To some extent, Hortonworks is concerned with lower layers of the combined stack, while Cloudera is playing higher up the chain. Cloudera says that some of the largest global enterprises are customers, including mining giant Komatsu,  while Hortonworks says that more than half the Fortune 100 use it. Both are major open source proponents.

Hortonworks was founded back in 2011, in California, initially funded by $23mn from Yahoo and Benchmark Capital – netting around $248mn in funding to date. Its name is a play on Horton the elephant, one of Dr Suess’ creations, as Hortonworks’ stack relies heavily on Apache Hadoop – an open source data processing tool, whose logo is an elephant.

The company IPO’d in December 2014, raising around $100mn, although it did not perform well in its early years. It apparently lost $87mn in H1 2014, and after buying Onyara in 2015, a secondary share offering in 2016 saw its share price fall to around half that of the IPO level. An overhaul was launched, and performance improved.

In terms of its share price, it looks like the announcement has triggered a ~23% increase – up to around $27 from $21.88. In the past year, things have been quite choppy, with a low of $16.52 in April. However, August saw the price jump from $17.01 to a high of $22.37, where it dipped again before climbing to $24.76 in September.

For context, the IPO debuted at $26.38, in December 2014, where it jumped around for a few quarters before dipping to around $21.90 in December 2015. However, the share price plummeted after the second share issuing, slumping to $8.43 in February 2016. Since mid-2017, things have been on the up.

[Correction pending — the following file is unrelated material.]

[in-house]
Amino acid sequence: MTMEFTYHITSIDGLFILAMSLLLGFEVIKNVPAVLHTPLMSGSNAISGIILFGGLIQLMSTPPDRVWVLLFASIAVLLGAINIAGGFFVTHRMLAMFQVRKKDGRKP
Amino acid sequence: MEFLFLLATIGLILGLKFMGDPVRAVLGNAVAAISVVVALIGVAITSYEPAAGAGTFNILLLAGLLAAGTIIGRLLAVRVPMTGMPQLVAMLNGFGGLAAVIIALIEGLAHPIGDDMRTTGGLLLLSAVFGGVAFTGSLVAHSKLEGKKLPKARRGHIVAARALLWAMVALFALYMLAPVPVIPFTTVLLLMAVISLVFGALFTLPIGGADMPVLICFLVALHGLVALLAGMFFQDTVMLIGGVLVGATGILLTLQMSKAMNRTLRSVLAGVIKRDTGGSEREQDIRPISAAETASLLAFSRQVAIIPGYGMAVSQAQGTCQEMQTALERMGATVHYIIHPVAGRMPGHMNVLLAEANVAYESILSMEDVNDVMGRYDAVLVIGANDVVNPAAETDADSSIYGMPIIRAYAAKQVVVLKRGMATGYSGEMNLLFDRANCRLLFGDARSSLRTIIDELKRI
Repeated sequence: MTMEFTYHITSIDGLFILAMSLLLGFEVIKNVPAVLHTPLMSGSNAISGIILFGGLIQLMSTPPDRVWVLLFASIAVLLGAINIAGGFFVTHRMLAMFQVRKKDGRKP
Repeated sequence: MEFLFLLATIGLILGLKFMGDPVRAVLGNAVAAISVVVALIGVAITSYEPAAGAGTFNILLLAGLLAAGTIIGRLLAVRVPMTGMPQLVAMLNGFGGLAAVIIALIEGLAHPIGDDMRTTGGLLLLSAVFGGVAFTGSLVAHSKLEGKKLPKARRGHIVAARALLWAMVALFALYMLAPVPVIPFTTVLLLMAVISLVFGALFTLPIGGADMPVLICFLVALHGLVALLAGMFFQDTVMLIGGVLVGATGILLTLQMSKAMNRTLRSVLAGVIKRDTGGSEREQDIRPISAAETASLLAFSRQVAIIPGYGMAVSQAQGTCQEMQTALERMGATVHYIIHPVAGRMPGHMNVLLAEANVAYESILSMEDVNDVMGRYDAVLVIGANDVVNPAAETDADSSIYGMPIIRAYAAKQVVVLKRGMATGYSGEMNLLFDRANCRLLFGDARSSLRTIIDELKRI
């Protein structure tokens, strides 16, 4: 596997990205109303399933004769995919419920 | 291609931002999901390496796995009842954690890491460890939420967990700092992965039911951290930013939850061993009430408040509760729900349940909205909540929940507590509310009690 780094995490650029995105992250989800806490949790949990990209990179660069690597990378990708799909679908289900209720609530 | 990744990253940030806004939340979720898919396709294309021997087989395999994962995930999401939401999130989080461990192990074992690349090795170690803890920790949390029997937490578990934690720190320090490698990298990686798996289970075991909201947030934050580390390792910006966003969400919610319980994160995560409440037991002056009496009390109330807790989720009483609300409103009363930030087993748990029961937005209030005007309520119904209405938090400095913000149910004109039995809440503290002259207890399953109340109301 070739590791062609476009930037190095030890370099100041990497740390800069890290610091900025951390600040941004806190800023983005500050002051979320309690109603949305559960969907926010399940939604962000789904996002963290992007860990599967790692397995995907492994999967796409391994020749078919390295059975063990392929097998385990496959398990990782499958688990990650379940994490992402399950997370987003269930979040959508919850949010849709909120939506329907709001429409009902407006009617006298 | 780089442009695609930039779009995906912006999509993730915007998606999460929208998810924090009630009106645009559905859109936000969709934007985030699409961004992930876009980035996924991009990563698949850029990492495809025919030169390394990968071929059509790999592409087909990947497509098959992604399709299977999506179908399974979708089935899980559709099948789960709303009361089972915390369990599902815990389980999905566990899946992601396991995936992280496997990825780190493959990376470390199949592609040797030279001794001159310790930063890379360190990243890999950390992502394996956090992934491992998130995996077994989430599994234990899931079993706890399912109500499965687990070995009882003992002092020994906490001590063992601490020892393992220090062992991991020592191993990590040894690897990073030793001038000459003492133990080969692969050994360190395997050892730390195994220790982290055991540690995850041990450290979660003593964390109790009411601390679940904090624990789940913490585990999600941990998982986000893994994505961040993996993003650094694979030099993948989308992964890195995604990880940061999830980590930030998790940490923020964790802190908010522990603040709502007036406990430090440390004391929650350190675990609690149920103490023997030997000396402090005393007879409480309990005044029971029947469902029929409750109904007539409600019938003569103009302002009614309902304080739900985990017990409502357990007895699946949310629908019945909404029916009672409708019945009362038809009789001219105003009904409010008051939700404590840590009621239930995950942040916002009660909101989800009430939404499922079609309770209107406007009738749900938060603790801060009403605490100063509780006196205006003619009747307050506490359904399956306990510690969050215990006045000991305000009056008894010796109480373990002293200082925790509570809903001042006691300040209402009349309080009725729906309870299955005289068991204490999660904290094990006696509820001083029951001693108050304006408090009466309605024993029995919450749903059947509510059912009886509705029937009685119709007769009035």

Cloudera has enjoyed a similar post-announcement spike, up ~25.5% pre-market to $21.10 from $17.08. Founded in 2008, it has secured a lot more funding than Hortonworks, around $1bn to date, and is also a larger company – around 1,900 staff to Hortonworks’ 1,500, if LinkedIn is to be trusted.

The company held its IPO in April 2017, debuting at around $18.10. April 2018 was the low point, slumping to $12.98 following poor results, but by September, it had recovered to $18.57. In terms of market cap, Cloudera is worth around $2.58bn, while Hortonworks is around $1.78bn. Using those figures, it seems that they believe the combined company is worth around $800mn more than their current combined market caps – but the pair do mention annual savings of around $125mn.

But the onus is now on the new company to prove that it can be profitable. Neither company had much success here, and there’s a real need to show the investment community that there is money to be made in this world of big data, machine-learning, and analytics.

To this end, layoffs are one of the easiest ways to help stem the losses, but the bigger need is to convince enterprises that the joint offering can save them money, and is therefore a necessary service. Turning raw data into useful business information, that customers can then act upon to boost sales or improve efficiency, is the product here.

Of course, if things don’t go to plan, the likes of AWS, Google Cloud, Microsoft Azure, or even companies like IBM, SAP, and Oracle, could slide on in and acquire them on the cheap – if investors lose confidence in the viability of companies so reliant on open source technologies. The open source community will be praying that Cloudera and Hortonworks can turn things around.